- Generation of energy (act). Mobilize influence leaders, make the change personal for employees, and maintain high-impact, two-way communication.
- Leadership placement (advance). Prioritize ongoing roles by their potential to create value, match the most important ones to the best talent, and make the talent-match process business as usual.
The advance stage prepares the way for another five-frames cycle, starting once again with aspire. This approach helps organizations to drive multiple S-curves of change: an intensive period of activity and radical improvement, followed by a period of consolidation and incremental improvement, eventually followed by another ramp-up in intensity, and so on. If both performance and health improve during each cycle, the organization over time “learns to learn” and changes continually.
This approach helps organizations to drive multiple S-curves of change: an intensive period of activity and radical improvement, followed by a period of consolidation and incremental improvement, eventually followed by another ramp-up in intensity, and so on.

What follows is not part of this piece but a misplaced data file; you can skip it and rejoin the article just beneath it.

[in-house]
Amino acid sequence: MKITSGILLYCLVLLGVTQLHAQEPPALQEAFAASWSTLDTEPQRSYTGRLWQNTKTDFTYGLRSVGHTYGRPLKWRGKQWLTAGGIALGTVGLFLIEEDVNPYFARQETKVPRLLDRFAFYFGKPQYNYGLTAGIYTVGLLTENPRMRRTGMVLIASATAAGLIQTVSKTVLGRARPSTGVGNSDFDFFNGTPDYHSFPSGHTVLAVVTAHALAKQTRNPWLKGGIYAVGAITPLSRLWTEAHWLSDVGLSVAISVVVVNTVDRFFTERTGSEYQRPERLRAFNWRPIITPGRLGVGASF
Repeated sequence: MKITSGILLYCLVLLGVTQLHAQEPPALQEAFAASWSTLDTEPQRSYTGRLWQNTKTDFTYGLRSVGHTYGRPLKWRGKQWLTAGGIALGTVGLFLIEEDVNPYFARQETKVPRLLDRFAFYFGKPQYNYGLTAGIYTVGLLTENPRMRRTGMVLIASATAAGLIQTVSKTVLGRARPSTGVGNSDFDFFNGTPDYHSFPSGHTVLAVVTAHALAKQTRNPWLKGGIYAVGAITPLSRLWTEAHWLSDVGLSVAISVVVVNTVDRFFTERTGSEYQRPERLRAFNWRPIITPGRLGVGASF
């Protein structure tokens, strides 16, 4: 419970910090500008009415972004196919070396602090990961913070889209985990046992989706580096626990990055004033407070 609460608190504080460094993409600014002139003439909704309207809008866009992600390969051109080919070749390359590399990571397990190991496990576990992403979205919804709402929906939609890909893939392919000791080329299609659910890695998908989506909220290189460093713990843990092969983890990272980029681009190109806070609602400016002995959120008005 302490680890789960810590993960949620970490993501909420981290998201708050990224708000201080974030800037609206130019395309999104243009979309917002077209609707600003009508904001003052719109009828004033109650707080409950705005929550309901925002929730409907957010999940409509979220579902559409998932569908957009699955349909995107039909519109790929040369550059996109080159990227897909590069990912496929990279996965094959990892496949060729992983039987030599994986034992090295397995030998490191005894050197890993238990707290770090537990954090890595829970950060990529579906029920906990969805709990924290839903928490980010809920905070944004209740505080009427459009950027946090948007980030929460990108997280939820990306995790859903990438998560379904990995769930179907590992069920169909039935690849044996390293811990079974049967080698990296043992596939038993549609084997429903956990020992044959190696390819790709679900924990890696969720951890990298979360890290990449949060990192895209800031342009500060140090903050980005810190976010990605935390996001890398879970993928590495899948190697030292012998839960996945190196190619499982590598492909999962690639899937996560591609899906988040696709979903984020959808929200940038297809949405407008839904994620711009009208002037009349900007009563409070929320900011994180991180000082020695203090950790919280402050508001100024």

To apply this approach, it’s important to understand how the elements work together horizontally and vertically. Let’s start with the horizontal elements.
In practice, the performance and health elements of each stage are far more integrated than the previous discussion implies. Early on (for example, in the aspire stage), the work related to each element of performance and health is relatively self-contained. Later, as the work moves from planning to action, efforts to boost performance increasingly reinforce health, and vice versa. By the act stage, employees experience a single, integrated change program—the distinction between performance and health is semantics. Unfortunately, however, some leaders grasp the concepts of performance and health but not the need for integrated activity to promote them. They therefore tell their business heads to “do the performance stuff” and HR to “do the health stuff.” That approach is doomed to fail.
Now let’s consider the vertical relationship between the elements of performance and health. Although we lay out the 5A change process in a linear way, from aspire to advance, in practice it must be applied far more dynamically. In the assess stage, for example, an organization may discover that its readiness to change is so doubtful that the aspiration it set earlier isn’t realistic. If so, the next step is to move backward. That must also happen if new discoveries or unexpected events in the act stage invalidate assumptions in the architect stage.